Marx’s texts are not only in motion, they are about motion; something strangely kinetic survives the transition from poet to philosopher. These traces of movement are far from contingent. You might think they are only pretty words and lovely metaphors, but in fact, it is the conjecture of this text that at strategic places, there appear dance marks that anticipate Marx’s entire model of capital as an accelerating dynamic of accumulative-expropriative circulation that could, at a crucial point, become revolution.
One great example of such an anticipation is a famous line where Marx says that the goal of criticism is not just empty philosophizing, but to “make the petrified conditions dance by playing them their own tune.” This quote comes from one of Marx’s first overtly revolutionary texts, A Contribution to the Critique of the Hegelian Philosophy of Right (1843), most famous for its description of religion as an opiate for the people, and for its first mention of the proletariat as a revolutionary class. The nebulous realm of ideology is easy to criticize, Marx is saying, its fogs relatively easy to dispel, but the real conditions it obscures are petrified, frozen, motionless. That is, historically shaped, politically negotiable conditions appear as transhistorical, nonnegotiable truths. All the “music” of social warmth freezes and coagulates into institutional architecture, which can only be unfrozen if you remind it what it is for and what it is made of. Criticism must fully situate itself in the real world that it wants to change, revealing the starkest symptoms and contradictions in their undisguised form, making shame more shameful by publicizing it, teaching people courage by showing them how to be terrified of themselves. The main goal of criticism is not to reform or improve an existing structure, but to reveal all of its flaws to the point that they provoke nothing but indignation.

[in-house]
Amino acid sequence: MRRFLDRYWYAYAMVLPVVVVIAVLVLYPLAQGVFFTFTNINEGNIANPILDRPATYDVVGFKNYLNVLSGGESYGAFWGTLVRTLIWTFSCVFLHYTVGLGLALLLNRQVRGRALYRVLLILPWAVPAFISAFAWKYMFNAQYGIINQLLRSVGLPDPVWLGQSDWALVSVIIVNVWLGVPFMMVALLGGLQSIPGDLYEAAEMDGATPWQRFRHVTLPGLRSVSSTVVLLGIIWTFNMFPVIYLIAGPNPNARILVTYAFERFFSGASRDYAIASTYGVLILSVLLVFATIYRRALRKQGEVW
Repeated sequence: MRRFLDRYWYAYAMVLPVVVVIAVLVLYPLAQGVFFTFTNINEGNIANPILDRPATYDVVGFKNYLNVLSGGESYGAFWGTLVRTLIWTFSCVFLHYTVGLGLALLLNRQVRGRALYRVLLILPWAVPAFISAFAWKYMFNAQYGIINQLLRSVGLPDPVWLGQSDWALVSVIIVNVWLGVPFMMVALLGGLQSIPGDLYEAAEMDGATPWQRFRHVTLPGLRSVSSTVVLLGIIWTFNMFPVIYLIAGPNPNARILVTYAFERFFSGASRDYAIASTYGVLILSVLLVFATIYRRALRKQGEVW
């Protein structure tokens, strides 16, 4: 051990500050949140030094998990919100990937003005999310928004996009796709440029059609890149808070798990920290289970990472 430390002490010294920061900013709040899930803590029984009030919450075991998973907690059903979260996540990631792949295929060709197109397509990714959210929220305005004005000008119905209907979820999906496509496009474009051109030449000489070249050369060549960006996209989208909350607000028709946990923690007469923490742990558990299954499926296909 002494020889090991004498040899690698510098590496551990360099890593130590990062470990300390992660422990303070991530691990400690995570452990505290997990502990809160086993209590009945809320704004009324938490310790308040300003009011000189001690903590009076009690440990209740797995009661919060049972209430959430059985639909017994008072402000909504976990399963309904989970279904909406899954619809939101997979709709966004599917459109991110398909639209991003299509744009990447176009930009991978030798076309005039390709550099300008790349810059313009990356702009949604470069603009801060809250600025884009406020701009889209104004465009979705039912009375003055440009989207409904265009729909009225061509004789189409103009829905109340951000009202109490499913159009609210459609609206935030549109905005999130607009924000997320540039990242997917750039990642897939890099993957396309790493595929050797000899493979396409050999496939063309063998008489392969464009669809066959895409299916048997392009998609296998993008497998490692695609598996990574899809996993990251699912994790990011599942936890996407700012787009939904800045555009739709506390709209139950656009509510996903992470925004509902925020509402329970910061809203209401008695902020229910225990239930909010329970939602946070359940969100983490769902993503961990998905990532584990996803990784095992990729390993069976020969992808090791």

It is then that conditions begin to “dance,” as people upend and overturn an order of things that had only just seemed eternal. These “people” are no abstraction, taken over by a bourgeoisie eager to universalize its own values. For the first time, Marx foresees the rise of a class that really does represent the entire system’s expropriative, objectifying, alienating logic. This class has nothing, it is naked and bare, yet its existence is completely objective, overdetermined by relations between objects, or object-agents, so to speak, in which humans themselves figure in a new, uncanny objectivity as people-things.
So when “petrified conditions dance,” that dance involves both objects and people, object-agents and people-things, and even more, the human dancers have the tendency to disappear entirely as economics take the fore. Take the famous dancing table in the third or fourth paragraph of Capital, vol. 1, which proves more agile and nimble than if it were manipulated by spirit callers during a séance, once viewed from its side as a commodity, so full is it of metaphysical tricks and nuances. The table dances and turns, you see it from one side and then the other, as a collection of expended materials or as a salable piece of furniture with a certain value, or as a container of surplus labor, and all of these are different perspectives, like in a 3-D program. There are no detailed descriptions for object-animations in Sergei Eisenstein’s diary-notes toward a film version of Capital, but given his use of such stop-motion sequences in Strike and October, we could easily imagine montage and counter-montage making the table dance quadrilles with so many other physical objects. What would the mute commodities say if they could talk, and which language would they speak, if not the language of dance? Their dance would demonstrate the role reversal of human-masters and object-slaves: humans are now slave to the movement of goods and provide their own immaterial services as if they were closed things rather than open processes.